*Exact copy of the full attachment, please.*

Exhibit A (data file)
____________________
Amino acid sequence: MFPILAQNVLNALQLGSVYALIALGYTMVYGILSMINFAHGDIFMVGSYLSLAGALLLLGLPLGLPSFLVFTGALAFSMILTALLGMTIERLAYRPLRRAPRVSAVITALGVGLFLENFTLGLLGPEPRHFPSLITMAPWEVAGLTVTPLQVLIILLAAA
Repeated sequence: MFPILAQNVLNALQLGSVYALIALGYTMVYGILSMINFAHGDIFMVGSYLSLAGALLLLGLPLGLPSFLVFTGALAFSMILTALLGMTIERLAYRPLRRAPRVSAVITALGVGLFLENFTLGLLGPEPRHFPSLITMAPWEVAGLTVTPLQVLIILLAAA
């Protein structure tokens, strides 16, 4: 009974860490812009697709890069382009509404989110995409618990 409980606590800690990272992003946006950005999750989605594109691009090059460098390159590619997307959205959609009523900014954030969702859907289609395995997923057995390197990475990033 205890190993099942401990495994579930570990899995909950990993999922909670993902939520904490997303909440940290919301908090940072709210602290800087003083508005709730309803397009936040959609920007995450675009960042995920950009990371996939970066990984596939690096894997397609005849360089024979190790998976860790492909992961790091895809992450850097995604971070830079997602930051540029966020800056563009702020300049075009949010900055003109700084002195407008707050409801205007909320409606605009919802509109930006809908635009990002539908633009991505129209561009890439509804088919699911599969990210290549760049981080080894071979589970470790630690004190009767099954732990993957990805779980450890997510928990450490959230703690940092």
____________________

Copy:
Amino acid sequence: MFPILAQNVLNALQLGSVYALIALGYTMVYGILSMINFAHGDIFMVGSYLSLAGALLLLGLPLGLPSFLVFTGALAFSMILTALLGMTIERLAYRPLRRAPRVSAVITALGVGLFLENFTLGLLGPEPRHFPSLITMAPWEVAGLTVTPLQVLIILLAAA
Repeated sequence: MFPILAQNVLNALQLGSVYALIALGYTMVYGILSMINFAHGDIFMVGSYLSLAGALLLLGLPLGLPSFLVFTGALAFSMILTALLGMTIERLAYRPLRRAPRVSAVITALGVGLFLENFTLGLLGPEPRHFPSLITMAPWEVAGLTVTPLQVLIILLAAA
């Protein structure tokens, strides 16, 4: 009974860490812009697709890069382009509404989110995409618990 409980606590800690990272992003946006950005999750989605594109691009090059460098390159590619997307959205959609009523900014954030969702859907289609395995997923057995390197990475990033 205890190993099942401990495994579930570990899995909950990993999922909670993902939520904490997303909440940290919301908090940072709210602290800087003083508005709730309803397009936040959609920007995450675009960042995920950009990371996939970066990984596939690096894997397609005849360089024979190790998976860790492909992961790091895809992450850097995604971070830079997602930051540029966020800056563009702020300049075009949010900055003109700084002195407008707050409801205007909320409606605009919802509109930006809908635009990002539908633009991505129209561009890439509804088919699911599969990210290549760049981080080894071979589970470790630690004190009767099954732990993957990805779980450890997510928990450490959230703690940092």